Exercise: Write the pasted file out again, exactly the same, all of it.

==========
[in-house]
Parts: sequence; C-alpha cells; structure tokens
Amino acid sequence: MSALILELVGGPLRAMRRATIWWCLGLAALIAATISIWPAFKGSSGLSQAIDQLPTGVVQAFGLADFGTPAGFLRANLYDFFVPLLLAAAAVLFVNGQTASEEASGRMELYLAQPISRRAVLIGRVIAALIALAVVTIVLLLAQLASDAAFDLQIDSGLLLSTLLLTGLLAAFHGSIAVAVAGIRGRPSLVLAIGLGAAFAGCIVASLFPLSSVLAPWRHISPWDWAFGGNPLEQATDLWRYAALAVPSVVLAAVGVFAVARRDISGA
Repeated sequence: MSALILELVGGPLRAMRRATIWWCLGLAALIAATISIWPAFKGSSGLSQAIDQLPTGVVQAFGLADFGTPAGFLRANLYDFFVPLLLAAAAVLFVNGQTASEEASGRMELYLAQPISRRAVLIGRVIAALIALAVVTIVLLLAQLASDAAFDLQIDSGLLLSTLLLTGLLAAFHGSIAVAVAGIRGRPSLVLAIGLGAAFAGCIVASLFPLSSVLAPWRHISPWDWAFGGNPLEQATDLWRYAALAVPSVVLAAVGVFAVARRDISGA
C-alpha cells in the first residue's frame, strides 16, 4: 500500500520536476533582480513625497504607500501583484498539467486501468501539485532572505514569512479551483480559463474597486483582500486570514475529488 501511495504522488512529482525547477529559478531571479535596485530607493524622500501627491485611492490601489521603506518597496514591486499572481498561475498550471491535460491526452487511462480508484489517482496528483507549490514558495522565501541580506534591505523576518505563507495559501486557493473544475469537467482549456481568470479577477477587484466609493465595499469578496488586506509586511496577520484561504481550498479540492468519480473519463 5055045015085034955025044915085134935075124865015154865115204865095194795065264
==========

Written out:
[in-house]
Parts: sequence; C-alpha cells; structure tokens
Amino acid sequence: MSALILELVGGPLRAMRRATIWWCLGLAALIAATISIWPAFKGSSGLSQAIDQLPTGVVQAFGLADFGTPAGFLRANLYDFFVPLLLAAAAVLFVNGQTASEEASGRMELYLAQPISRRAVLIGRVIAALIALAVVTIVLLLAQLASDAAFDLQIDSGLLLSTLLLTGLLAAFHGSIAVAVAGIRGRPSLVLAIGLGAAFAGCIVASLFPLSSVLAPWRHISPWDWAFGGNPLEQATDLWRYAALAVPSVVLAAVGVFAVARRDISGA
Repeated sequence: MSALILELVGGPLRAMRRATIWWCLGLAALIAATISIWPAFKGSSGLSQAIDQLPTGVVQAFGLADFGTPAGFLRANLYDFFVPLLLAAAAVLFVNGQTASEEASGRMELYLAQPISRRAVLIGRVIAALIALAVVTIVLLLAQLASDAAFDLQIDSGLLLSTLLLTGLLAAFHGSIAVAVAGIRGRPSLVLAIGLGAAFAGCIVASLFPLSSVLAPWRHISPWDWAFGGNPLEQATDLWRYAALAVPSVVLAAVGVFAVARRDISGA
C-alpha cells in the first residue's frame, strides 16, 4: 500500500520536476533582480513625497504607500501583484498539467486501468501539485532572505514569512479551483480559463474597486483582500486570514475529488 501511495504522488512529482525547477529559478531571479535596485530607493524622500501627491485611492490601489521603506518597496514591486499572481498561475498550471491535460491526452487511462480508484489517482496528483507549490514558495522565501541580506534591505523576518505563507495559501486557493473544475469537467482549456481568470479577477477587484466609493465595499469578496488586506509586511496577520484561504481550498479540492468519480473519463 5055045015085034955025044915085134935075124865015154865115204865095194795065264